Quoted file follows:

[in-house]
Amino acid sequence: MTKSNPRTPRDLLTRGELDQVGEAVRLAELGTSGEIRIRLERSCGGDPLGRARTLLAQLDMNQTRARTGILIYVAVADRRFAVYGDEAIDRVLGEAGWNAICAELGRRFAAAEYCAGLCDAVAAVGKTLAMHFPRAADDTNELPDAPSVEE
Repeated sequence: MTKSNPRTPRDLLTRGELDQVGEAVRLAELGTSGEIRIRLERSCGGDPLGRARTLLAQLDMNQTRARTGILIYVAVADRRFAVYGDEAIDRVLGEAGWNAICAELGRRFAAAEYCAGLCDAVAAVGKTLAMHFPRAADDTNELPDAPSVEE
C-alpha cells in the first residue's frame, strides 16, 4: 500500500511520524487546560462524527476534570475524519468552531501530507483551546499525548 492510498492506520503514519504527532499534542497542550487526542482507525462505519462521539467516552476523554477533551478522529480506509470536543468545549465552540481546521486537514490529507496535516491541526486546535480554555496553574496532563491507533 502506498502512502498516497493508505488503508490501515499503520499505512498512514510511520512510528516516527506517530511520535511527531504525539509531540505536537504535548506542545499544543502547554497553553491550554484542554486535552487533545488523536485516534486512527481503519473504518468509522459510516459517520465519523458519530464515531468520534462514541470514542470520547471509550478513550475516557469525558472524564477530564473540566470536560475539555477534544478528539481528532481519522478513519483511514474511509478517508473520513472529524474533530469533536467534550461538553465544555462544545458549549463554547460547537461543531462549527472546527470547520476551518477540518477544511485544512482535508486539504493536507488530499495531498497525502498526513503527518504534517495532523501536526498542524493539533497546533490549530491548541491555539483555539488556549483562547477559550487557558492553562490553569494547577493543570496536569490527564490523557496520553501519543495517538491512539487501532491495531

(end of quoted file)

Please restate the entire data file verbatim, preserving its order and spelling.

[in-house]
Amino acid sequence: MTKSNPRTPRDLLTRGELDQVGEAVRLAELGTSGEIRIRLERSCGGDPLGRARTLLAQLDMNQTRARTGILIYVAVADRRFAVYGDEAIDRVLGEAGWNAICAELGRRFAAAEYCAGLCDAVAAVGKTLAMHFPRAADDTNELPDAPSVEE
Repeated sequence: MTKSNPRTPRDLLTRGELDQVGEAVRLAELGTSGEIRIRLERSCGGDPLGRARTLLAQLDMNQTRARTGILIYVAVADRRFAVYGDEAIDRVLGEAGWNAICAELGRRFAAAEYCAGLCDAVAAVGKTLAMHFPRAADDTNELPDAPSVEE
C-alpha cells in the first residue's frame, strides 16, 4: 500500500511520524487546560462524527476534570475524519468552531501530507483551546499525548 492510498492506520503514519504527532499534542497542550487526542482507525462505519462521539467516552476523554477533551478522529480506509470536543468545549465552540481546521486537514490529507496535516491541526486546535480554555496553574496532563491507533 502506498502512502498516497493508505488503508490501515499503520499505512498512514510511520512510528516516527506517530511520535511527531504525539509531540505536537504535548506542545499544543502547554497553553491550554484542554486535552487533545488523536485516534486512527481503519473504518468509522459510516459517520465519523458519530464515531468520534462514541470514542470520547471509550478513550475516557469525558472524564477530564473540566470536560475539555477534544478528539481528532481519522478513519483511514474511509478517508473520513472529524474533530469533536467534550461538553465544555462544545458549549463554547460547537461543531462549527472546527470547520476551518477540518477544511485544512482535508486539504493536507488530499495531498497525502498526513503527518504534517495532523501536526498542524493539533497546533490549530491548541491555539483555539488556549483562547477559550487557558492553562490553569494547577493543570496536569490527564490523557496520553501519543495517538491512539487501532491495531